Myth: in most cases of domestic abuse both parties are to blame

Variations on this myth are all too common. People are heard to say, “I can appreciate how it happens. She would get on my nerves too”. This is simply victim-blaming. It belongs with such fallacies as, “she is insubordinate”, or “disrespectful”, or “flirts with other men”, or “is a bad mother”, or “a bad money-manager”, or “mentally unstable”. These are the very excuses commonly made by abusers for their behaviour – in the ecclesia and in the world. Abusers manipulate everyone – not only victims, but family, friends, arranging brothers, police officers, judges and service providers get taken in and miss what is truly going on. Grapevine gossip spreads their excuses and gives the abuser’s excuses undeserved credibility.

The victim’s self-esteem is frequently destroyed. They come to accept that these excuses are the cause of the abusive behaviour. Victims are often looking for anything – anything to help them make sense of the abusive behaviour, and for a path of life that can avoid it.

Well-meaning ‘counsellors in Christ’ reinforce the injustice. They confront the victim with the accusations of her abuser. She readily ‘confesses’ to these ‘failings’ making herself a part of the problem, yet she is not part of the problem at all. She is a downtrodden victim. It is nauseating to realise we have been manipulated in these cases.

We do not distinguish very well between domestic abuse and responsive or situational violence. An abuser cannot blame ‘an anger management problem’ when they are only angry with their family. If he does not get angry in the ecclesia or at work he is making excuses for the inexcusable. The abuser is making a deliberate choice: to abuse at home.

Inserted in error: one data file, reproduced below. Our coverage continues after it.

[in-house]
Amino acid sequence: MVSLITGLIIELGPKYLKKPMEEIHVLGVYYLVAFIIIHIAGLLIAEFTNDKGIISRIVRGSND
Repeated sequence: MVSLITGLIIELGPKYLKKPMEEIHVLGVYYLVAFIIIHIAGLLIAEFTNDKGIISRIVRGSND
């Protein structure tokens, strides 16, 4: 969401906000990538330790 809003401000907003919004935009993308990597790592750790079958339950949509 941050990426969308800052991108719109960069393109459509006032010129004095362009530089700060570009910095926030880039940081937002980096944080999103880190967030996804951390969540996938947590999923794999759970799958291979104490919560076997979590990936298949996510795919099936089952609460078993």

We mistake correlation (two things frequently happening together) with causation (one thing being cause for another). For instance, because substance abuse and domestic abuse occur together we come to believe that stopping the substance abuse will stop the domestic abuse. We miss the cycles of manipulation and control. We minimise the behaviours that are not physical violence as minor or less serious. We overlook how they behave when they are not intoxicated or not angry.

The abuser uses their ‘contrition’ about these ‘admitted’ problems and how they are working on them as another a weapon of control and manipulation. The counsellor typically gets the victim to agree to work on ‘their own problems’ – this just gives the abuser a new lever to control the victim and the ‘elephant is still breaking the china’. The cycle of abuse is not only repeated, it is enabled.

Yes, victims are human too. Their behaviours which abusers blame may be real and need attention. Yet attending to them is secondary to attending to the abuser’s problem and they are never an excuse or cause of the abuse or the abuser’s problem. We must never excuse coercion or cruelty. If we accept such excuses, as family, friends or counsellors we risk being complicit in the sin.

If this article raises concerns you have about domestic violence in your own life or those around you can call 1800RESPECT (If in Australia) or similar services in other countries. There is also a list of support services on this website including Christadelphian Support Services.

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